Every evening, between 9 and 10 p.m., people in areas affected by the January 12 earthquake listen to the program “Nouvel pou nou Konnen” (News to Know). Huddled in tents or sitting in the open air, men and women cling to their transistor radios to get news on the latest decisions of the Haitian government or agencies coordinating international assistance in affected areas. The program comes via the California-based media development agency Internews, which opened a press center in the Haitian capital, Port-au-Prince, in order to bridge the information gap following the destruction of most media outlets in this city.
Romel Pierre has been coordinating
news for the agency since the quake. His task is to send his reports to
different radio stations in the capital for immediate broadcast. Under an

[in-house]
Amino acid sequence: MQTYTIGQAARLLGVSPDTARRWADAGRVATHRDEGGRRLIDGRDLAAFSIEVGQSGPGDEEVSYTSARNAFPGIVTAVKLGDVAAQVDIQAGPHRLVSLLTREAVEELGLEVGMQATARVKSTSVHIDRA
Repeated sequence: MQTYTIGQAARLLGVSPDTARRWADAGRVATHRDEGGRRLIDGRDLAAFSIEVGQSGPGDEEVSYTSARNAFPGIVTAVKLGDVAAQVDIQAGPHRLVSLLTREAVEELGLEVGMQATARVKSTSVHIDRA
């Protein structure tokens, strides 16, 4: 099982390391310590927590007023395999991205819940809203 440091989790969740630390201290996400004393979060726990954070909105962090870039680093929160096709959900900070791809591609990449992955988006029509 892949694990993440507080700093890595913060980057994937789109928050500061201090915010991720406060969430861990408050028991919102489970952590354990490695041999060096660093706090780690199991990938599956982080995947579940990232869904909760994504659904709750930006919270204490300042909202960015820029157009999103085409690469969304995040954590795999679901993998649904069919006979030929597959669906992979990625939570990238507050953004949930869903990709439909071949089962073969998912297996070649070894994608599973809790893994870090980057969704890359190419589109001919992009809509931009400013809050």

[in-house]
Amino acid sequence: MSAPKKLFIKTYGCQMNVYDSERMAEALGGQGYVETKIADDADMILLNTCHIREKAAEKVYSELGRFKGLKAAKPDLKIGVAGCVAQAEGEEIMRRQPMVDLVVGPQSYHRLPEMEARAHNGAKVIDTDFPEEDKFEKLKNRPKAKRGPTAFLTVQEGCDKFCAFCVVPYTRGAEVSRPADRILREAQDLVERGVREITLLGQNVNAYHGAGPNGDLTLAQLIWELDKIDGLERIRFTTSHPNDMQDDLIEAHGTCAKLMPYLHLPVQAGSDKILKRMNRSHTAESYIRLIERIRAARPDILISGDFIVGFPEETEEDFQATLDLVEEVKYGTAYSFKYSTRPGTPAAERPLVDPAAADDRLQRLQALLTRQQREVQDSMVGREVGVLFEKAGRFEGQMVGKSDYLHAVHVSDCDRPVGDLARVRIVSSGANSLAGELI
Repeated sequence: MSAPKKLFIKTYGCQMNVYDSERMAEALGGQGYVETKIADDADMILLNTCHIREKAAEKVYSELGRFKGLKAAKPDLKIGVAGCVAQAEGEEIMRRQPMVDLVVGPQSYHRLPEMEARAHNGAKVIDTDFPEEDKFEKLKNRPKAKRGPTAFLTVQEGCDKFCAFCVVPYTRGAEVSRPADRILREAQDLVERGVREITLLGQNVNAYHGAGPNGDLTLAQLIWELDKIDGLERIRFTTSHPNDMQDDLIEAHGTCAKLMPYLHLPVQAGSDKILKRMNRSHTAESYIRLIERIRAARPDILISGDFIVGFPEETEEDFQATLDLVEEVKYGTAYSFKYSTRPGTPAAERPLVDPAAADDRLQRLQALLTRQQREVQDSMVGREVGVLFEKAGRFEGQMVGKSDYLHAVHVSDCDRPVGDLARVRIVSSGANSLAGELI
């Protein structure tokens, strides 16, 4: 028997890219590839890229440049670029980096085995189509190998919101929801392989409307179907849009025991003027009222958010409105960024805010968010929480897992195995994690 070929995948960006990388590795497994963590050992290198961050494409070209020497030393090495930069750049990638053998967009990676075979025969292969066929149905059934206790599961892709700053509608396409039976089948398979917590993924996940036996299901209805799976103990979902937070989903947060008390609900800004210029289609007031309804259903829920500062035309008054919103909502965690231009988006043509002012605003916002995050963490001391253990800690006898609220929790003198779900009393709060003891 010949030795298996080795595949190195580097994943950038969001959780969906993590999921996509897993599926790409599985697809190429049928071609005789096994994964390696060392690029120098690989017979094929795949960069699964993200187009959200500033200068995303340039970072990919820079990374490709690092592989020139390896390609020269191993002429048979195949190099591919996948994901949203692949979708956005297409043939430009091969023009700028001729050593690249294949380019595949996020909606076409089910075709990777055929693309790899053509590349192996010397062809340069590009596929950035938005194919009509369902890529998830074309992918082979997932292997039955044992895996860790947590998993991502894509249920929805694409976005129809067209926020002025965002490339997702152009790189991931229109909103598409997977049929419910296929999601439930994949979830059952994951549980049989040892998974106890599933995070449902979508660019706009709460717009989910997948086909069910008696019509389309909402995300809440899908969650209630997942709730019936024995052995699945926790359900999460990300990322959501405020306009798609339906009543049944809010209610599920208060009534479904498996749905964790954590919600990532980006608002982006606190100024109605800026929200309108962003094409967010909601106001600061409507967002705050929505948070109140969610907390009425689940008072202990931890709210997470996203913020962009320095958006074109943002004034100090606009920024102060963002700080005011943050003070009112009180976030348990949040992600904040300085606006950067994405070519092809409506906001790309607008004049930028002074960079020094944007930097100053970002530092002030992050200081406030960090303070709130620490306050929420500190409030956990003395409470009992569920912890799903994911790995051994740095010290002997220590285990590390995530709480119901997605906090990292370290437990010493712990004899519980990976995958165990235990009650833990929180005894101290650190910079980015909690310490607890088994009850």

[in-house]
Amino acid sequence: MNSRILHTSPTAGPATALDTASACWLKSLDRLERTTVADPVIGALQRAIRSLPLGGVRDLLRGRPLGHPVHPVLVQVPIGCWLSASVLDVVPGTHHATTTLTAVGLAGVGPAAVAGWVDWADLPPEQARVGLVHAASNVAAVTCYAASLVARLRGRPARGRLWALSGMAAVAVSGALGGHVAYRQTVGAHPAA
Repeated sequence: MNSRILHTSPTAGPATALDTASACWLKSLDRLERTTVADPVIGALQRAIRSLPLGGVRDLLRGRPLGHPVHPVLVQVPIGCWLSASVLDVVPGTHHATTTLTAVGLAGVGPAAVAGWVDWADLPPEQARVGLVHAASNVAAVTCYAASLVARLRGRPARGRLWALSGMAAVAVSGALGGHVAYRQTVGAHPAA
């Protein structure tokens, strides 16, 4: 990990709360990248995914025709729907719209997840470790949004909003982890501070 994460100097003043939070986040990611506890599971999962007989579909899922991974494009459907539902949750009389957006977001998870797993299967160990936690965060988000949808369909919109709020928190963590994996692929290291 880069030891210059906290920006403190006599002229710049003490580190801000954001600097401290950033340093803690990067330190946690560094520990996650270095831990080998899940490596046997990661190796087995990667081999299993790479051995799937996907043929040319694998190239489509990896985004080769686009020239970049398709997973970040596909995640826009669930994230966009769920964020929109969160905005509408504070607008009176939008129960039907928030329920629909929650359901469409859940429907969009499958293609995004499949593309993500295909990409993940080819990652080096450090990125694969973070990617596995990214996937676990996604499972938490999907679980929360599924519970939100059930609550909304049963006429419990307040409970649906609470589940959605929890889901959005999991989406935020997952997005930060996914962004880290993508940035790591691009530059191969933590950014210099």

agreement between private media outlets and Internews, a nearly 10-minute news
report on the needs of people in affected areas is broadcast daily. The report provides
information on dates and places for the recruitment of workers to ease
congested streets, locations of food aid distribution or hospitals and health
centers, as well as actions to be taken ahead of the upcoming rainy season that
could cause severe flooding.
As part of an Internews initiative to
contribute to the spread of information, hundreds of transistor radios have
been distributed to various media outlets in the capital for delivery to local
With his tape recorder and his laptop, Pierre goes up and down
the congested streets of the capital in search of news. Pierre, a reporter for
more than 20 years, began his career with Radio Lumiere, before working with Radio
Vision in 2000, then with the National Television of Haiti and as news editor
with Radio Ibo.
In an interview with CPJ from Port-au-Prince, Pierre
stressed that three major challenges currently hinder the work of Haitian
journalists: the resurgence of armed gangs in popular neighborhoods, the
difficult access to information, and, especially, the basic struggle of reporters
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